“Greed, for lack of a better word, is good. Greed is right, greed works. Greed clarifies, cuts through, and captures the essence of the evolutionary spirit.”
– Gordon Gekko, “Wall Street”
These days, IT service providers are embracing “as-a-service”—IaaS, PaaS, SaaS and, now, desktops-as-a-service (DaaS), disaster-recovery-as-a-service (DRaaS), etc. I’m not knocking the trend. I actually think it’s a great model for many businesses. Customers don’t have major upfront costs, maintenance hassles or a need for onsite IT experts. They pay as they go for what they need.
What’s not to like?
A few things, actually. Huge providers offer services in standard packages, without much room to negotiate or tailor service bundles. Customer service is handled by large, impersonal call centers, and even with polite, competent and responsive technicians, there is still a lot of wasted time identifying problem causes when done from 10 states or an ocean away. What's more, different parts of the country, business sizes or industry sectors face vastly different issues. Trying to make a one-size-fits-all solution work can be a challenge.
Many local IT service providers are stepping into the market, not just as cloud resellers or facilitators, but as actual providers. They are putting together their own infrastructure to provide private onsite or hosted solutions and restricted-access public cloud services. In this scenario, customers have the best of all worlds—they get monthly service plans tailored to their needs, provided by a local trusted partner who understands their needs and can come to their office. SMBs love it.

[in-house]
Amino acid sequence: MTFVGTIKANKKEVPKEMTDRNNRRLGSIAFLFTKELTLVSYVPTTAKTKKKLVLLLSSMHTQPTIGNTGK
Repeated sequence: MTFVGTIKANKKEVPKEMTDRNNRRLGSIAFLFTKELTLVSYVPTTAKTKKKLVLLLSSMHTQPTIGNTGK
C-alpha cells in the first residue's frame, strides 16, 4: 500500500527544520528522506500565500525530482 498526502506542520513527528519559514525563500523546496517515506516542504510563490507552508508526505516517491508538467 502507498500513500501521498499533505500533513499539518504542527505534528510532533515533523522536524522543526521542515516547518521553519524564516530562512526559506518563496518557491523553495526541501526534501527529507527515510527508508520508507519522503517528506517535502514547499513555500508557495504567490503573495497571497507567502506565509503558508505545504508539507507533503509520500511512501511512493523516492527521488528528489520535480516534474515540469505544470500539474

But a lot of IT services providers don’t love it, or can’t get in on the game at all. Unlike huge service vendors, they don’t have the luxury of massive data centers. They don’t have the customer volume, upfront capital, manpower or floor space to build out such a facility. Cobbled-together solutions often lack the functionality, performance or reliability that customers demand.
What’s an IT provider to do? The answer is to approach their vendor partnerships with the same mindset their customers have. They want to know, “What’s in it for me (WIIFM)?” As a service provider, you demonstrate the value that you add to your customers, so are you asking your solution partners to do the same? Are you asking, “WIIFM?” Do it—Be greedy (at least in this context!). After all, solution providers want your business as much as you want your customers’ business.
Many IT services providers are starting to offer IaaS contracts for their partners. For example, Zenith Infotech offers its solutions with limited upfront costs, monthly rates (discounted if you commit to a long-term contract), scalable and flexible options, 24 x 7 support and even marketing assistance. Many solution providers have coordinated systems—even hyper-converged infrastructures—that are literally out-of-the-box deployments to reduce the time, effort and specialized expertise needed to roll out cloud-based services.
The bottom line is this: If your solution partners can’t answer, “WIIFM” to your satisfaction, they shouldn’t be your partner. While I don’t endorse greed as a concept generally, I do believe IT services providers must be their own best advocates. Demand the same level of flexible, tailored service that you provide for your customers to spark your evolutionary spirit. Gekko might not have been nice, but he had a point!
Richard Reiffer is Vice President of Cloud Services at Zenith Infotech and CEO of Global Cloud Consulting. Monthly guest blogs such as this one are part of Talkin' Cloud's annual platinum sponsorship.